Analysts warn of U.S. susceptibility to cybersecurity threats, stress need for substation, transmission investment
SUBNET Solutions Inc | Wednesday, May 18, 2011
Investment in the development of the smart grid has sped up at such a torrid pace that many utilities are struggling to understand the legislation governing its growth, leaving the smart grid susceptible to cybersecurity attacks, according to a recently published report.
According to the report from Intelligent Utility, many utilities are unclear about the exact requirements regarding cybersecurity. This, according to analysts, is a result of the emphasis on distribution systems by legislators instead of the transmission units.
A growing number of districts have invested in the upgrade of substation and other transmission lines, but it is critical that strict cybersecurity rules are followed when doing so, experts assert. With hacking attempts on the smart grid becoming more popular, policymakers are worried about the safety of the U.S. energy supply, as well as the possibility of a large-scale power outage and its ramifications.
IDC Energy Insights analyst Marcus Torchia said a variety of roadblocks, including a lack of communication among states and the federal government, have combined to create the confusion. Moreover, industry watchers assert that the conversion of systems to digital controls and data have substantially increased the smart grid's cybersecurity risks.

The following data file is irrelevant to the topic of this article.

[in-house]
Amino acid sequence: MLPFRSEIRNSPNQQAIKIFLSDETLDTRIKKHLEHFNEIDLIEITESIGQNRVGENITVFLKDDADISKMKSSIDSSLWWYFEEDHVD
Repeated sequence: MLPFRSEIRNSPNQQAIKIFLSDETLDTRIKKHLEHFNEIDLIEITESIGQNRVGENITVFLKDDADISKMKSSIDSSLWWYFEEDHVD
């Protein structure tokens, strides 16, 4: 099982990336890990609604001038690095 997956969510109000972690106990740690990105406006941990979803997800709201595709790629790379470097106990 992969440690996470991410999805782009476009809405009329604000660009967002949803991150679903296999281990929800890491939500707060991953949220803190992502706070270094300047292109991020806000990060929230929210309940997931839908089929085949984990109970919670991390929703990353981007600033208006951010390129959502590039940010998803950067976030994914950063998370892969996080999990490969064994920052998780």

Usman Sindhu, a senior research analyst at IDC Energy Insights, echoes Torchia's assertion, and during a recent speech he told attendees that if there were any doubts about the potential for a cybersecurity attack on critical infrastructure like the smart grid, the existence of the Stuxnet virus should quickly put them to rest.
"Stuxnet is real, it's here," Sundhu said. "This is a targeted attack on a utility SCADA (supervisory control and data acquisition) system and it captures data. It's a wake-up call."
The Stuxnet, which is believed to have been engineered by the U.S. and Israel, successfully destroyed more than 20 percent of the computer systems monitoring Iran's contested nuclear program. According to reports, the Stuxnet reached Iran by means of a USB stick, bolstering fears that a similar attack could be used against the U.S.
Ultimately, utilities should be careful when buying new equipment for the smart grid and when investing in its upgrade, analysts assert. It is essential that proper cybersecurity standards are followed, or the U.S. could suffer a similar fate to Iran, with a number of its critically important computers knocked out by a silent, cyber-killer.
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